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December 26, 2013

Kristina Riggle on the Jabberwocky and Books as Objects

Posted by emily

In addition to her debut novel, REAL LIFE & LIARS, Kristina Riggle has published short stories in the Cimarron ReviewLiterary MamaEspresso Fiction and elsewhere. Her most recent book, THE WHOLE GOLDEN WORLD, is about a 17-year-old who shocks her parents and her community with one simple act: She chooses to stand by her high school teacher, who everyone else believes has exploited her. In her Holiday Author Blog, Kristina remembers the best book she ever received --- a gorgeous, blood-red, leather-bound copy of ALICE IN WONDERLAND AND THROUGH THE LOOKING GLASS --- and how sometimes books make very delightful objects.

I knew just which book to write about, and I walked right downstairs to my bookshelf to find it. I’d hoped to open it and find an inscription, but there isn’t one. Not even a date.

But it’s just as gorgeous as I remember. It’s a Simon and Schuster Classics edition of ALICE IN WONDERLAND AND THROUGH THE LOOKING GLASS.

It has a blood-red cover, and the spine is chocolate brown. There’s an oval color illustration of Alice in her blue dress chasing the white rabbit, and the title is gold-embossed. The pages are gold at the edge, too, and the inside is populated with stunning pen and ink illustrations. But the best part of this book, to my little-kid self, was the attached ribbon bookmark. I’d never seen such a thing before.

This book was a gift from my Uncle Jim, my dad’s brother, who didn’t have kids of his own. My uncle is not a gushy person by nature, so I guess it’s not surprising there’s no “For my darling niece”-type inscription. But that’s okay, because the gift spoke for itself.

I don’t know for sure how old I was. The front matter includes a copyright date for the illustrations of 1982, which meant I was eight years old, if this book had been recently published when it was given to me. That seems about right.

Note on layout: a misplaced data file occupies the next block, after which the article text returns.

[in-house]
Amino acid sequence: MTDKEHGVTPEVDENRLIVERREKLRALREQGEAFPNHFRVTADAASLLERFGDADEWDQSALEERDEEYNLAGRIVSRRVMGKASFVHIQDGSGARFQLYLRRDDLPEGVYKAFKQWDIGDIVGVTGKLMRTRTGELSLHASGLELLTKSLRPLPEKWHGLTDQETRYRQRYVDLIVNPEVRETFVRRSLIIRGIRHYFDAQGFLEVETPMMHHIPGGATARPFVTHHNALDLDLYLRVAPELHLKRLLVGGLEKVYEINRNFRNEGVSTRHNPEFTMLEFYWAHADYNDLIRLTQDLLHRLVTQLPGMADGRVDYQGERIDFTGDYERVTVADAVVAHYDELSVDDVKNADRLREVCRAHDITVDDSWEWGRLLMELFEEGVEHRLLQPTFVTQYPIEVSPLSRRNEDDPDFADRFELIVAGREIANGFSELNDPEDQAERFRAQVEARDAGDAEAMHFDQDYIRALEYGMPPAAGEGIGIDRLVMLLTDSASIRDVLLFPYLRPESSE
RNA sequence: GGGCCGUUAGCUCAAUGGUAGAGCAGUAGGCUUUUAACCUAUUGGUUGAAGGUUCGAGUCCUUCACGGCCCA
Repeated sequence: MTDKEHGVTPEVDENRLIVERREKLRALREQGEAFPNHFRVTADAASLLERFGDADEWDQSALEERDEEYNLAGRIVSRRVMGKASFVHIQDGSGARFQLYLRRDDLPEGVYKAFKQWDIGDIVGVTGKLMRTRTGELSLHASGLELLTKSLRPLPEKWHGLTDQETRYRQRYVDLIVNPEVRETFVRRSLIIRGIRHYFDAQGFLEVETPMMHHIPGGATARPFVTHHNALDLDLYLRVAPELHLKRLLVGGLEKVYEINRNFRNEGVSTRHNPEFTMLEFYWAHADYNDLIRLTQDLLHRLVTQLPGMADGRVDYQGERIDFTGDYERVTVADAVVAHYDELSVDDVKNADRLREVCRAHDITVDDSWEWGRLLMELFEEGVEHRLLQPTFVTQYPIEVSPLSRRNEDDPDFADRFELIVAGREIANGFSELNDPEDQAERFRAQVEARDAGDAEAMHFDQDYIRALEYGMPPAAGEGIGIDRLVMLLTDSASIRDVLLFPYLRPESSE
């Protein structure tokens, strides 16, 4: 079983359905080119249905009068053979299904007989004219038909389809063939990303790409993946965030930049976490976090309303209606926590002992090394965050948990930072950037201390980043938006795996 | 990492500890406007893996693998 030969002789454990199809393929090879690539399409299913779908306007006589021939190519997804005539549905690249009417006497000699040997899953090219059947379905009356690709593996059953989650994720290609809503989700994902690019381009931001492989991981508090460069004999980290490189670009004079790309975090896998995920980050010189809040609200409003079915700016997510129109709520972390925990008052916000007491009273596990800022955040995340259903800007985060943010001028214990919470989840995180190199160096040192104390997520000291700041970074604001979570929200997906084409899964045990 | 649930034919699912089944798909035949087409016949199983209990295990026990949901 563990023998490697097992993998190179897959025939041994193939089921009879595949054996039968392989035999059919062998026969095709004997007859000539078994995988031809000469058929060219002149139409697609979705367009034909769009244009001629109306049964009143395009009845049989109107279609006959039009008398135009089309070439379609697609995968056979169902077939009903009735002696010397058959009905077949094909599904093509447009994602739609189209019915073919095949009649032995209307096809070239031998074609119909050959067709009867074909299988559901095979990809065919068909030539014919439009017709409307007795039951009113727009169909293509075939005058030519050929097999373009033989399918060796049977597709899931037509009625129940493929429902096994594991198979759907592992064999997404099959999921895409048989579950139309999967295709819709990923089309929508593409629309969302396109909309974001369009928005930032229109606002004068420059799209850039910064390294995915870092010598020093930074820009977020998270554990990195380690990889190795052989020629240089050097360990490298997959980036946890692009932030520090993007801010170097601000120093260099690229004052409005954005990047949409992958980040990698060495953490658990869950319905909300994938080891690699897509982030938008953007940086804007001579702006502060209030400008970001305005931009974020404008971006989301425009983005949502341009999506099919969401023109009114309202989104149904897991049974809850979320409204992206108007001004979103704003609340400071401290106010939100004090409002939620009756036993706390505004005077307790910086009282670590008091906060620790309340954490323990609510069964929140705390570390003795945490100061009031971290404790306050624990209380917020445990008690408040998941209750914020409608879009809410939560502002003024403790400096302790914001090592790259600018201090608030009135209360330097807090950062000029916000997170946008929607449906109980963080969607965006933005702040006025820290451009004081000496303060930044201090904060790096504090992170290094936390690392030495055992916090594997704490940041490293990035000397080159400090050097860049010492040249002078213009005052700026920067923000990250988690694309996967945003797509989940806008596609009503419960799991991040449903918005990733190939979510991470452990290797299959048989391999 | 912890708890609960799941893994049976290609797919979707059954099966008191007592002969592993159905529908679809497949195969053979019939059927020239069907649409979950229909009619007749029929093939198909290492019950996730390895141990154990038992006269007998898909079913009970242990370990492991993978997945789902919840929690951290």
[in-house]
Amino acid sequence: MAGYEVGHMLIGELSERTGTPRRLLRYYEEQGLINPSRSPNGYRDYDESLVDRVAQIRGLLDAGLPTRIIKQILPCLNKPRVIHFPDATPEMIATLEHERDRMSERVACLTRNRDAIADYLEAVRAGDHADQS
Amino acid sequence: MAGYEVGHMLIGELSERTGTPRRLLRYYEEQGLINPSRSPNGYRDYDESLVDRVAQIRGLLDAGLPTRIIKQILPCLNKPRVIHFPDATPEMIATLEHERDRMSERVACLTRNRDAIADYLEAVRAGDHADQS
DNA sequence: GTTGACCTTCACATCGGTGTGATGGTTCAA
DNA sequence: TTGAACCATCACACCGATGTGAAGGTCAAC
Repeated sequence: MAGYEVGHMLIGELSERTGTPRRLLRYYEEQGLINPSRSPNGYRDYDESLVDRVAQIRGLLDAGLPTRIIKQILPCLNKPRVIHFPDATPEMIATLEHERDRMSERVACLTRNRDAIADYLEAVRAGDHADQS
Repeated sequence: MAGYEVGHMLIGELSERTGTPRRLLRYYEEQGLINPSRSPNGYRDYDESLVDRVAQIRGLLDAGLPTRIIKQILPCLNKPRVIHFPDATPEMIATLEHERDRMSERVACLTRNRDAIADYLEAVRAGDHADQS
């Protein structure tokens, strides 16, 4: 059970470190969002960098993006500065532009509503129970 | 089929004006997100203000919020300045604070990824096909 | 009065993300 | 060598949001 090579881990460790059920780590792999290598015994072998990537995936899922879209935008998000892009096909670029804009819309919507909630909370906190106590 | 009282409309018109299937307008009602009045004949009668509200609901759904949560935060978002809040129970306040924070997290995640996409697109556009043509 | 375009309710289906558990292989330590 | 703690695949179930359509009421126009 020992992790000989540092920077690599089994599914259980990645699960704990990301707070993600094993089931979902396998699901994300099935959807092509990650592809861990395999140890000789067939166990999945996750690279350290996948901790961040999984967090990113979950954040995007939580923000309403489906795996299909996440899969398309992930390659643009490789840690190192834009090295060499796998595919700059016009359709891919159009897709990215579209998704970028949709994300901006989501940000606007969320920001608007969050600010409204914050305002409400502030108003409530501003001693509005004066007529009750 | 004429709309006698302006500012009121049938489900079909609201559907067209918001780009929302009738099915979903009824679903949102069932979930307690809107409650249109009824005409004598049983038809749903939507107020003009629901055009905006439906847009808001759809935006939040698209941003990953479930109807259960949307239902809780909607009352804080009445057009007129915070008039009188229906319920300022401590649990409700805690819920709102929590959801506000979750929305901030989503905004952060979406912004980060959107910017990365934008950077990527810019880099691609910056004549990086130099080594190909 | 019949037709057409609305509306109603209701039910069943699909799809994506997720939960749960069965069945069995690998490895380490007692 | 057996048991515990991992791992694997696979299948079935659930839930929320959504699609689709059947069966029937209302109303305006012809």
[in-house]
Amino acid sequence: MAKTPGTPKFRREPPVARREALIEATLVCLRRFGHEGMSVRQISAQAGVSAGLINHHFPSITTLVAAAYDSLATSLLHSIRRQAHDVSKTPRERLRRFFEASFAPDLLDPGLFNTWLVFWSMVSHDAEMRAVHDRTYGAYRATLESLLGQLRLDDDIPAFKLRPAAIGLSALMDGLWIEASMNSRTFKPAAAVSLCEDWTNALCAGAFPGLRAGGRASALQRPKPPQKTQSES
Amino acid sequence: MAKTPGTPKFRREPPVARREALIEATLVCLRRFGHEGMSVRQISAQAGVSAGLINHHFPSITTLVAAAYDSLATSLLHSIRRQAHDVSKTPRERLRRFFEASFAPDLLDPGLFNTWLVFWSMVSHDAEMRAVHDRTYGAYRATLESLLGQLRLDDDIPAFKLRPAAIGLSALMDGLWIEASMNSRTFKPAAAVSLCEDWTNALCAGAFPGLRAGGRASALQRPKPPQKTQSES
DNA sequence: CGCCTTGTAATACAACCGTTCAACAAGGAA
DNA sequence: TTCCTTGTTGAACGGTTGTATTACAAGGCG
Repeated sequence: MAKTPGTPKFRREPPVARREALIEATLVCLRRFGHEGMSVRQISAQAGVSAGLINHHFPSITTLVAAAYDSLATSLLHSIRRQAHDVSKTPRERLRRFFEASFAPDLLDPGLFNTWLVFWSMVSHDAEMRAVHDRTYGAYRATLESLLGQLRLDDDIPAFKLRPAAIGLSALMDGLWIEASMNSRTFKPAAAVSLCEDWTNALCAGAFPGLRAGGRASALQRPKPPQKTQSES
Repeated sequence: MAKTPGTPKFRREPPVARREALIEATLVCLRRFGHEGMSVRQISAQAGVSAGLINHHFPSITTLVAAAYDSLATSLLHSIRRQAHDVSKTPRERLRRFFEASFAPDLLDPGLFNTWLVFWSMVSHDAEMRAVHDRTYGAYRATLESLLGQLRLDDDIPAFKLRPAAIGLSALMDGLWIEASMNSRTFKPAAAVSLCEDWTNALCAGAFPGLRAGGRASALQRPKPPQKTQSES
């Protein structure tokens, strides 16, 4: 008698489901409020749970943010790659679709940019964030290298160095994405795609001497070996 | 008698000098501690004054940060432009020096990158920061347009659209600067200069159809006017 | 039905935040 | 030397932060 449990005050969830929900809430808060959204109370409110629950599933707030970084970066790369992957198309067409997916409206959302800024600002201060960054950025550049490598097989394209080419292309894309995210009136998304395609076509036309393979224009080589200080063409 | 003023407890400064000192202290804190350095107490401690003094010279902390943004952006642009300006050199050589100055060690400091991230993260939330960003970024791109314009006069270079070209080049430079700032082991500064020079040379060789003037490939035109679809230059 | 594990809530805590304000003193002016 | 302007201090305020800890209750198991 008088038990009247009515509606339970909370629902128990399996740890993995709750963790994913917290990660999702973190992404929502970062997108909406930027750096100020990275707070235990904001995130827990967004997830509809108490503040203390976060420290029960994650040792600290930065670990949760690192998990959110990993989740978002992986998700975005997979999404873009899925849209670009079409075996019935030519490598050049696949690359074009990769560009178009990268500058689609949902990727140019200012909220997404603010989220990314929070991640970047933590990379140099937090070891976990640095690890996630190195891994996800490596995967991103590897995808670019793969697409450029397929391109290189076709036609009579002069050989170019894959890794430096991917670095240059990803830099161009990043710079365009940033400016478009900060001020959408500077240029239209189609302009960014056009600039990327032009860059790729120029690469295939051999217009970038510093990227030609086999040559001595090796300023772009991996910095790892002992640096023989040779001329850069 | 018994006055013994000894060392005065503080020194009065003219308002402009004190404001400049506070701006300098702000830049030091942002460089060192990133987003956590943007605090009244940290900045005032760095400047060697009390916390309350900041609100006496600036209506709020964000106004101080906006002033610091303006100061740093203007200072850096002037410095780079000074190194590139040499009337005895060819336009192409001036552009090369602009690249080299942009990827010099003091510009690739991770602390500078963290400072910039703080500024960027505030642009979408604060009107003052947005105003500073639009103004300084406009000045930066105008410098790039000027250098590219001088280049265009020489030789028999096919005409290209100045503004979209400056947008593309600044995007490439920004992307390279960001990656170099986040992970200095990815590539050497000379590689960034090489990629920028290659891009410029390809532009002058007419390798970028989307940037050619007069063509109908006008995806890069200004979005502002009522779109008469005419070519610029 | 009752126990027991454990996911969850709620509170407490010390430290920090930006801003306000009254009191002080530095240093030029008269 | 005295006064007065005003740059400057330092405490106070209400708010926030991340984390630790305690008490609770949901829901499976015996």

I just now opened the book to where the ribbon bookmark rests, and I smiled. Of course: the Jabberwocky poem. Always my favorite part. Years ago, I decided to read this book aloud to my son, but he got bored right away. I remember trying to at least interest him in the Jabberwocky. Who wouldn’t want to hear about “The Jabberwock, with eyes of flame”?

The book rests open easily at those pages. I’m sure I read that passage many times over. In fact, there are food stains on each facing page approximately where my thumbs would be if I held the book in two hands. I always did like to read and eat. Still do.

You know, I’m not an eBook snob. I own a Kobo reader myself, and I think all reading is terrific, however you choose to do it.

But I’m so glad I have this gorgeous, physical object. And I hope my son --- older now, with more attention span --- and my daughter will stain this book with their own food, and leave the ribbon bookmark at their own favorite parts.